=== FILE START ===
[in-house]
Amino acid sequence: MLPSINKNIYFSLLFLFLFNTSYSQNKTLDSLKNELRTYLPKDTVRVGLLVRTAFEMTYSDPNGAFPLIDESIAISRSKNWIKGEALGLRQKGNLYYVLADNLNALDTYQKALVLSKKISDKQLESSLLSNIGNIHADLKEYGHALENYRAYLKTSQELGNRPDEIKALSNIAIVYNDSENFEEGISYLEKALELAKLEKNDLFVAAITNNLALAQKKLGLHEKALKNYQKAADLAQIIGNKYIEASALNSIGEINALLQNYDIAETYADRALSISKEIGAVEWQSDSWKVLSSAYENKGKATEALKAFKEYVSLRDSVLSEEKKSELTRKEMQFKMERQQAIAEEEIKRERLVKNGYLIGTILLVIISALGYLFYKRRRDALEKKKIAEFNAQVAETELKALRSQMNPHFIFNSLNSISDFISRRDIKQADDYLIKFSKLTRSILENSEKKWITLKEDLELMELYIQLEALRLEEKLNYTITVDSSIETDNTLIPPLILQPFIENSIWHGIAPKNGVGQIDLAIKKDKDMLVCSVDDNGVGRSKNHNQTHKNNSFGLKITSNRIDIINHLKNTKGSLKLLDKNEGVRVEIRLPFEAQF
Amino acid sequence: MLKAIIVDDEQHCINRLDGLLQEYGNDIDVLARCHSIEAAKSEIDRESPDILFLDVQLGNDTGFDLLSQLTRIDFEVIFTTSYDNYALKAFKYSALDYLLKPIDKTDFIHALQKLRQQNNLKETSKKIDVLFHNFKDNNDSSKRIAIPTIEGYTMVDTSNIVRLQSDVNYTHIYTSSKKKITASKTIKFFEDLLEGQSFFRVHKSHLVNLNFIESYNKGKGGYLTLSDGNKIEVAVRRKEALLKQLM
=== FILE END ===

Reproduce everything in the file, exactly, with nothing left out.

[in-house]
Amino acid sequence: MLPSINKNIYFSLLFLFLFNTSYSQNKTLDSLKNELRTYLPKDTVRVGLLVRTAFEMTYSDPNGAFPLIDESIAISRSKNWIKGEALGLRQKGNLYYVLADNLNALDTYQKALVLSKKISDKQLESSLLSNIGNIHADLKEYGHALENYRAYLKTSQELGNRPDEIKALSNIAIVYNDSENFEEGISYLEKALELAKLEKNDLFVAAITNNLALAQKKLGLHEKALKNYQKAADLAQIIGNKYIEASALNSIGEINALLQNYDIAETYADRALSISKEIGAVEWQSDSWKVLSSAYENKGKATEALKAFKEYVSLRDSVLSEEKKSELTRKEMQFKMERQQAIAEEEIKRERLVKNGYLIGTILLVIISALGYLFYKRRRDALEKKKIAEFNAQVAETELKALRSQMNPHFIFNSLNSISDFISRRDIKQADDYLIKFSKLTRSILENSEKKWITLKEDLELMELYIQLEALRLEEKLNYTITVDSSIETDNTLIPPLILQPFIENSIWHGIAPKNGVGQIDLAIKKDKDMLVCSVDDNGVGRSKNHNQTHKNNSFGLKITSNRIDIINHLKNTKGSLKLLDKNEGVRVEIRLPFEAQF
Amino acid sequence: MLKAIIVDDEQHCINRLDGLLQEYGNDIDVLARCHSIEAAKSEIDRESPDILFLDVQLGNDTGFDLLSQLTRIDFEVIFTTSYDNYALKAFKYSALDYLLKPIDKTDFIHALQKLRQQNNLKETSKKIDVLFHNFKDNNDSSKRIAIPTIEGYTMVDTSNIVRLQSDVNYTHIYTSSKKKITASKTIKFFEDLLEGQSFFRVHKSHLVNLNFIESYNKGKGGYLTLSDGNKIEVAVRRKEALLKQLM